Macro concerns such as high inflation, imminent interest rate hikes and relatively tight liquidity conditions continue to weigh on bank stocks. That could explain the ambivalent attitude of investors towards them, even as individual banks report performances that disclose reasonable operating metrics.
Take the case of Axis Bank Ltd, which reported its December quarter results on Monday. A minute or two before its third quarter results were announced, the scrip was trading at its intraday high. No sooner were the financial numbers out, the stock fell some 1.7% as if investors were disappointed by the results. Subsequently, the stock recovered to end 2.28% up from the previous close.
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But that initial drop after the results is somewhat puzzling, as Axis Bank’s December quarter profit at Rs891.36 crore, beat Street expectations by 11%. The profit was one-third more than what the bank earned a year ago and continued to reflect strong growth this fiscal year. Its earnings per share came in at Rs21.77, better than the Rs18.01 in the September quarter.
Growth was propelled by a 28% increase in net interest income, on back of a 46% growth in advances. Deposits grew 37%. Moreover, low-cost current account and savings deposits accounted for 42% of total bank deposits. The growth in advances and deposits are well ahead of what has been seen for the entire banking system so far this fiscal.
Other indicators appear positive as well. Fee income grew 21%. Provisioning dropped nearly 16% to Rs313.8 crore. That was made possible by the net non-performing assets (NPAs) coming in at 0.29%, historically the lowest level seen in Axis Bank.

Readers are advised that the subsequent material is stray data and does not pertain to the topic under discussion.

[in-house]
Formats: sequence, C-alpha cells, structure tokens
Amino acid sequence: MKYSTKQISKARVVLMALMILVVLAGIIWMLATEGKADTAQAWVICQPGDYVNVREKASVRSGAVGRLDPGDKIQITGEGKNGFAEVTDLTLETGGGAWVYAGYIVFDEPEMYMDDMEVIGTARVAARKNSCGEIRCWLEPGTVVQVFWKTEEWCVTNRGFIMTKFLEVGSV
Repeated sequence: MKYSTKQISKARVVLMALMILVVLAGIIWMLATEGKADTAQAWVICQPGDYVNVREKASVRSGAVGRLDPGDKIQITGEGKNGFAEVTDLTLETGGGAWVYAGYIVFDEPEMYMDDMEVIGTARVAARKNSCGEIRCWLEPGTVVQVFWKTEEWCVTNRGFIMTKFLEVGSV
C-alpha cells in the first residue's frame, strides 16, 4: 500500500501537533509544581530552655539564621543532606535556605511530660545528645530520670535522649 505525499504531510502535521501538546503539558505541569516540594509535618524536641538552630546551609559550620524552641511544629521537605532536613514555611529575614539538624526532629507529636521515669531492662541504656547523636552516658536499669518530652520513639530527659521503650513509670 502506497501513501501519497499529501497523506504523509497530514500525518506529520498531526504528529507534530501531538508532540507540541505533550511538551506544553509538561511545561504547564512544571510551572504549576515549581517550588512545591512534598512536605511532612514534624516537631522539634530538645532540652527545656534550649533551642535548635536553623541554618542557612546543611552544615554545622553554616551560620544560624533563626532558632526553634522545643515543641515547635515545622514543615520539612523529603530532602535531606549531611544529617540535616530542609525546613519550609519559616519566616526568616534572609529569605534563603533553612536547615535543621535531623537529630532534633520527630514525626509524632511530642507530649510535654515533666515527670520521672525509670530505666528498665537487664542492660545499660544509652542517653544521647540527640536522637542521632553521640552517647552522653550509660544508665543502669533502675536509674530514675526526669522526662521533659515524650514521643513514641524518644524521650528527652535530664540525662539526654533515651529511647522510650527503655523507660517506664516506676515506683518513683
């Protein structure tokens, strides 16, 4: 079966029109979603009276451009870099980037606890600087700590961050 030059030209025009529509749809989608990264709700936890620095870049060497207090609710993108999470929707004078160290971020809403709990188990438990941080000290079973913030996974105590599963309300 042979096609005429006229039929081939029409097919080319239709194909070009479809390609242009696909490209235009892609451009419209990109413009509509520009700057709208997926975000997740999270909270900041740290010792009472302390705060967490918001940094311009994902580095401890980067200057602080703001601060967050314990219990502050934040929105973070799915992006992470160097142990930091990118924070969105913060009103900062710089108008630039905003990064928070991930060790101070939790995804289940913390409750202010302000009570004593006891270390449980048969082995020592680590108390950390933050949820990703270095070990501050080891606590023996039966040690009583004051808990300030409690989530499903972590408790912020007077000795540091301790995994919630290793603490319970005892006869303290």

Yet, the galloping cost of deposits meant that operating profit grew at 21%, somewhat less than the dizzying 36% growth in net profit. The bank’s net interest margin (NIM) shrank to 3.81% during the December quarter compared with 4% in the previous three months. The bank itself fears that this number might shrink to between 3.4 percentage points and 3.6 percentage points in the March quarter, due to advance tax outflows.
The Axis Bank stock has underperformed the broader market and even peers such as HDFC Bank Ltd and ICICI Bank Ltd since November. Its loan book is growing at a good rate and with lower NPAs, credit quality is not an issue. But given the current overhang in the sector, investors will be more concerned about NIM and the direction it’s headed in. Till a recovery in margins becomes imminent, investors would be unwilling to give bank stocks the same valuations they gave in the past.
Graphic by Yogesh Kumar/Mint
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